Elias Dawit 03-10-20
and lies far from me;
It comes as no surprise, given the origins of Abiy Ahmed’s rise to power, that the gospel of prosperity is being used to mobilize Ethiopians to join his new political party. Indeed, connecting the dots from Washington, DC to Addis Ababa, from the evangelicals in the U.S. Congress to the Pentecostals in Silver Spring, Maryland to the churches attended by Hailemariam Desalegn and Abiy Ahmed in Addis Ababa and ending at Menelik’s palace.
And let’s not forget the interlocuter, Tamrat Layne, who communed with the Messiah in a prison cell after abandoning his faith in Karl Marx.
The strange story of how evangelicals gained a foothold in Ethiopia only to dislodge a stumbling political party is one that continues to be played out in the Horn of Africa’s anchor state.
What is the prosperity gospel? The prosperity gospel is quite simple—you need to contribute money to the church to demonstrate your faith and God will reward you materially one hundredfold.
For the Prosperity Party, you need to pledge loyalty and make your vote count in the upcoming election and God will reward you one hundredfold.
What is clear here is the connection between the evangelical tenet of prosperity and the drive for the U.S. to establish an economic foothold in Ethiopia. U.S. Secretary of State Mike Pompeo’s three-country Africa tour was inarguably an attempt to persuade African countries to ditch China and hitch its star to the Trump Administration’s Africa strategy known as “Prosper Africa.” Prosper Africa focuses on facilitating greater private sector investment with Africa.
Even the name, “Prosper Africa” evokes the political gospel being spread throughout Ethiopia that promises Ethiopians economic prosperity in exchange for supporting the Prime Minister in the next election.
In an article publishes by the Financial Times, U.S. ready to back Ethiopian reform with $5bn investment, the U.S. is said to have expressed interest in investing in telecoms, geothermal energy, logistics, and sugar—industries on the verge of privatization. According to the Financial Times, the U.S. will invest in Ethiopia’s high value industries if “certain reforms take place.”
These reforms will allow investors to hold offshore accounts, repatriate foreign currency and have disputes settled in New York City.
Foreign investors will be able to make money and then take money out of Ethiopia. How does this solve the foreign currency problem, ostensibly one of the goals of this new economic strategy?
The U.S.’s foreign policy goal to drive out China and Russia from Africa is entangled in its economic goal to re-colonize Africa’s economy. The Trump Administration has made this clear in its new trade-focus approach to Africa. And while trade is important to both the U.S. and Africa, it is reasonable to ask who will benefit more.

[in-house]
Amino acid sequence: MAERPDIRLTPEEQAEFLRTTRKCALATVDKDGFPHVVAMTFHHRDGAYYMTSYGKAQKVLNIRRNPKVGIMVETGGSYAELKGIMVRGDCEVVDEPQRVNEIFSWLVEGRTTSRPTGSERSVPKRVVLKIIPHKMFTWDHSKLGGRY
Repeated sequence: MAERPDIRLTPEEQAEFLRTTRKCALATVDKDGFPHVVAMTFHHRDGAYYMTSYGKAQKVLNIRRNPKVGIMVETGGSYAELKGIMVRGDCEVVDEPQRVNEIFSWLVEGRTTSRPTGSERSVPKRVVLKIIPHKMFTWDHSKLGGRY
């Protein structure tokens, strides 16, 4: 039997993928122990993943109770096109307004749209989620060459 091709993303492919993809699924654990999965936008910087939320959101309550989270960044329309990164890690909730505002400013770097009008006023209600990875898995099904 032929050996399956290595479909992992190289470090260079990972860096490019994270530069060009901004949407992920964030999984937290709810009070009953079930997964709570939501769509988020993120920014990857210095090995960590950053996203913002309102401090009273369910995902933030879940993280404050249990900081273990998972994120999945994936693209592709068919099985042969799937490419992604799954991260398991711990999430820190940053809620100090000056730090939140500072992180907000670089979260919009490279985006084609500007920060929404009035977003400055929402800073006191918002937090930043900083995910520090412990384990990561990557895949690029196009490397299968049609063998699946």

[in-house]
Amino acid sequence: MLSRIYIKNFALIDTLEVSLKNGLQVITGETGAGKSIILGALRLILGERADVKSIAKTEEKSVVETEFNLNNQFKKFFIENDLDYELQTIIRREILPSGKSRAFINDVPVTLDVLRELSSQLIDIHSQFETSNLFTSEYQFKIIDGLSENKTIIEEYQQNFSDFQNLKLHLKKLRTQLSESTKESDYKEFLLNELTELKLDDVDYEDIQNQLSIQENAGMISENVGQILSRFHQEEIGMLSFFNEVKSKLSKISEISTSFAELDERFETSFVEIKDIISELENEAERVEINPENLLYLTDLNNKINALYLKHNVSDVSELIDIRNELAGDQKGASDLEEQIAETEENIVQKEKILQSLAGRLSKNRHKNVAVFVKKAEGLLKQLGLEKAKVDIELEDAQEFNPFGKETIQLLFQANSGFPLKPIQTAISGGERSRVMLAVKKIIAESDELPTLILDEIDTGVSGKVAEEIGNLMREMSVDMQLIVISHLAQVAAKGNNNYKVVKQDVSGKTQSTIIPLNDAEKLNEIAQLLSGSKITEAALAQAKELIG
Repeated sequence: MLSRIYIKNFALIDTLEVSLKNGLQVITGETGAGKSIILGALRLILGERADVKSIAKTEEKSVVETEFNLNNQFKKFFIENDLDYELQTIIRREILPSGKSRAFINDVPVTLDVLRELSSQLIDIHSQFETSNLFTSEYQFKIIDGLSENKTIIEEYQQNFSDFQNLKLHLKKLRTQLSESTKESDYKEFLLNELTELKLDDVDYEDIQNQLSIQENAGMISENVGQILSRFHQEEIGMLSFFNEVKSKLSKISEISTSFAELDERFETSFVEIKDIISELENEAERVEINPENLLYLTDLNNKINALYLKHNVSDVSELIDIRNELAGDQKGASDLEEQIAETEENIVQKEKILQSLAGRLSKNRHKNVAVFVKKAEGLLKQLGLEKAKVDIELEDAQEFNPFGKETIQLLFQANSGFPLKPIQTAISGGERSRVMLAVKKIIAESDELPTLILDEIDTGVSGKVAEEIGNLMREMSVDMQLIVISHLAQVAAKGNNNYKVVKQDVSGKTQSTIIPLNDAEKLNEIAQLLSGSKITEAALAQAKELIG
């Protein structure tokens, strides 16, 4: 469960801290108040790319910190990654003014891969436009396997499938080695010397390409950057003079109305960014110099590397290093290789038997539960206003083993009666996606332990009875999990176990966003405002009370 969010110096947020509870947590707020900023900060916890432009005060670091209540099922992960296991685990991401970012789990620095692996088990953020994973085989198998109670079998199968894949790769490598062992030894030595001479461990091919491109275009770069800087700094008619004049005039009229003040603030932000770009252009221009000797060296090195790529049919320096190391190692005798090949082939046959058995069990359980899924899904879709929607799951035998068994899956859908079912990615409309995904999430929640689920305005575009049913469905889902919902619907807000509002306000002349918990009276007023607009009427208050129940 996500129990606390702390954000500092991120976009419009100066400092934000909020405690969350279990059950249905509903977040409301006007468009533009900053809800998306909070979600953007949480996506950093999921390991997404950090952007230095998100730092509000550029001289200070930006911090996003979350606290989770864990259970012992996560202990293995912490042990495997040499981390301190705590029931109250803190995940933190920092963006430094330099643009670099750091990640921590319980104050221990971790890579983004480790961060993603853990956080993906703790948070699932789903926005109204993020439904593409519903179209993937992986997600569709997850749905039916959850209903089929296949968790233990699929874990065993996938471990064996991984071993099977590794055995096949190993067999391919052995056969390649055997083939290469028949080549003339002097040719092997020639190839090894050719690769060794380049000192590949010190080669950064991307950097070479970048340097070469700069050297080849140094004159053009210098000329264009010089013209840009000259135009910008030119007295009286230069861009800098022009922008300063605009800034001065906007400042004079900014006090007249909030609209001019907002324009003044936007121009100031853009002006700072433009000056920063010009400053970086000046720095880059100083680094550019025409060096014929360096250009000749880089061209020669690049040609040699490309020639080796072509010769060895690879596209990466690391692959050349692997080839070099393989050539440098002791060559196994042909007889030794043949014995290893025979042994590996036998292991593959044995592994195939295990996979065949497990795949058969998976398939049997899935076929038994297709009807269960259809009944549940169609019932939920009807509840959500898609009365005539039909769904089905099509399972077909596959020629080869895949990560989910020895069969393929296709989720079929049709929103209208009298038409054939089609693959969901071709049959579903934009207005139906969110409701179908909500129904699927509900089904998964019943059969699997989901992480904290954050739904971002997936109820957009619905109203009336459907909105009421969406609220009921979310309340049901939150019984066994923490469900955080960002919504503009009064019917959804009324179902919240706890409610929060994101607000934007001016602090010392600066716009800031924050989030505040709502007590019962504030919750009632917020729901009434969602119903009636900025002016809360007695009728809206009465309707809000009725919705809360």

The beneficiaries of these investments clearly skew to the American oligarchs represented in the White House by Donald Trump.
Ethiopians need look no further than the mercenary role the U.S. government is playing as mediator to the Hedase Dam talks between Ethiopia, Egypt and Sudan. The first clue is the fact that the mediator leads the Treasury Department and not the State Department—highly unusual but reasonable given the pure economic interests of American oligarchs. The second clue is the support given by the U.S. to Egypt and President Trump’s second favorite dictator—Egyptian President Abdel Fattah al-Sisi.
And why is Ethiopia giving in to the economic interests of U.S. oligarchs?
The Prime Minister depended on the U.S. to support—more concisely to facilitate—his rise to power. He now depends on the further facilitation of the U.S. to maintain his power. The U.S. has promised the Prime Minister significant foreign aid.
U.S. Secretary of State Mike Pompeo was just in Addis Ababa for a meet and greet, praising the Prime Minister’s reforms and commenting on the upcoming elections by saying, "A free and credible vote will show that there is no false choice between democracy and security and it will ensure that everyone has a choice.”
Is that the false choice—between democracy and security?
The Prime Minister and his sycophants have certainly made their choice and it is neither democracy nor security. Ethiopia will sell off its most profitable investments in order to maintain power for the newly formed Prosperity Party.
The evangelical gospel of prosperity is being spread throughout Ethiopia by false prophets. Those who will benefit from the Prosperity Party’s will not be ordinary Ethiopians but the prophets themselves along with the American oligarchs cloaking themselves in evangelicalism.
Ethiopia is undergoing hard times. Electoral politics, no longer a competition for who takes on the day-to-day mundaneness of who governs, has become the anointment of a new Messiah. The party no longer serves as the vanguard for the Ethiopian peasantry but a priesthood standing at the altar of money and power.
As for the peasant’s daily bread, let us all pray.